Tuesday’s storm will bring many different variables to the state of Maine. The combination of heavy snow and strong north to northeasterly winds will likely lead to blizzard conditions for a large portion of the area. Quite often folks will ask me what is required for a blizzard? While this storm will bring hefty snow totals, the definition has little to do with snow amount. To meet blizzard criteria you need visibility reduced to ¼ mile in heavy falling or blowing snow, winds sustained or frequent gusts of 35 mph or greater, and that must occur for three hours or more. Most of the area should reach that criteria on Tuesday. A Blizzard Warning has been issued.
Expect snow to move in late tonight from south to north. The heaviest bands of snow will likely occur from 2AM through 2PM Tuesday. During that period snowfall rates should be one to two inches per hour at times. The storm will stall for a period to our south which will keep snow around Tuesday night into early Wednesday morning but it will become lighter.
In a perfect world of forecasting, the snow would fall and accumulate to a nice one to two feet for most of the area. In reality, due to the strong winds, snow totals will likely be highly variable. Much like the blizzard on Feb 8th and 9th 2013, drifts of three feet may occur on the south side of your house, while only a few inches may be measured on the north or northeast side. For that reason snow totals will be an adventure tomorrow. Here’s our best estimate.
TIMING: Snow arrives late tonight and extends through the pre dawn hours Wednesday. Heaviest should be a period between 2AM and 2PM.
PRECIP TYPE: All snow. Temperatures look cold in the upper single digits and teens. Therefore the consistency will be a fluffy but wind blown snow.
HOW MUCH: Most towns should pick up one to two feet of snow. Heaviest snow totals will likely occur over extreme southern Maine and New Hampshire.
WIND: North to northeasterly winds will gust 40 to 50 mph. That in combination with heavy snow should lead to blizzard conditions.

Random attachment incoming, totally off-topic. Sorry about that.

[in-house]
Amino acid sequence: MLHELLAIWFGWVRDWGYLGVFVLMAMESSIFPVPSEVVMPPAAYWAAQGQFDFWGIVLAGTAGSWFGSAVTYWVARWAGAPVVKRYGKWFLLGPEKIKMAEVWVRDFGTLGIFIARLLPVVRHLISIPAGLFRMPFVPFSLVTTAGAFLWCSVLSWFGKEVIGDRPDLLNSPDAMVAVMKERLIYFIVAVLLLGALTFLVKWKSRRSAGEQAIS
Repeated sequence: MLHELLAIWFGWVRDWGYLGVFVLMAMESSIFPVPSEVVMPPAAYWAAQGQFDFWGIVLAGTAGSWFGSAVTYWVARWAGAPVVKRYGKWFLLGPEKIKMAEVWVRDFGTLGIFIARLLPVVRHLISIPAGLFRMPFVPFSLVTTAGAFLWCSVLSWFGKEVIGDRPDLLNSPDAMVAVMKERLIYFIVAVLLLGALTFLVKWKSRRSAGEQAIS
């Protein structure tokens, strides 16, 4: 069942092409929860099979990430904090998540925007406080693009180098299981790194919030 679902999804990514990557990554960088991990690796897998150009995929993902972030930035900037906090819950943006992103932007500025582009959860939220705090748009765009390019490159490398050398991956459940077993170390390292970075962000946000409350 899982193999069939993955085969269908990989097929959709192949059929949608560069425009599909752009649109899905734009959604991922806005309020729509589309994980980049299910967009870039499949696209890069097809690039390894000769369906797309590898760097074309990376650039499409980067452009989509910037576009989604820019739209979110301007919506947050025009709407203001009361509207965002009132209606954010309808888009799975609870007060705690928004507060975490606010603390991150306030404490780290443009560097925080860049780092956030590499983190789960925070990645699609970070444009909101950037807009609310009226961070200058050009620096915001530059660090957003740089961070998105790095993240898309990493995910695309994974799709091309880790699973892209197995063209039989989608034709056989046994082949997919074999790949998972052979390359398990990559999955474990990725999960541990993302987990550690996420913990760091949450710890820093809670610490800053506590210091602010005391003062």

TEMPERATURES: This storm will be a cold one. It’s looking like day time temperatures will stay in the single digits and low teens for most. That will make for a fluffy snow. Wind Chills will be below zero.
BLIZZARD WARNING WHAT DOES IT MEAN? Blizzard Warnings are issued when the following conditions are expected. Heavy snow reducing visibilities to ¼ mile or less, winds sustained or frequent gusts of 35 mph, and occurring for three hours or more.
COASTAL FLOODING: Tides are relatively low in the astronomical cycle however prolonged northeasterly winds will build seas of 25 to 30 feet offshore. This may be enough to produce minor flooding around the times of high tide. Beach erosion and splash over are likely. At Portland high tide is 10.0 feet at 4:20 am Tuesday, 9.1 feet at 4:53 am Tuesday and 9.8 ft at 5:23 am Wednesday.
POWER OUTAGES: Strong winds gusting 40 to 50 mph may produce power outages but I don’t anticipate they’ll be widespread. The reason being the dry fluffy nature of the snow will not stick to tree limbs and power lines. Also the ground is frozen with no leaves on the trees.
A MEMORABLE 10 DAYS AHEAD
Tuesday’s storm is not the only one we have in the 7 day forecast. More accumulating snow (possibly moderate to heavy) is possible on Friday. And yet another storm will be near us early next week. In addition, tempeatures will become very cold with highs struggling to get out of the single digits tomorrow and again next week. I think by the end of the winter, folks will look back on this period as the most extreme of the winter. It’s a pattern that is reminiscent of February 1969. Do you remember that one? Several big storms hit in a short period of time. Here are some of the headlines during that period from the Portland paper.
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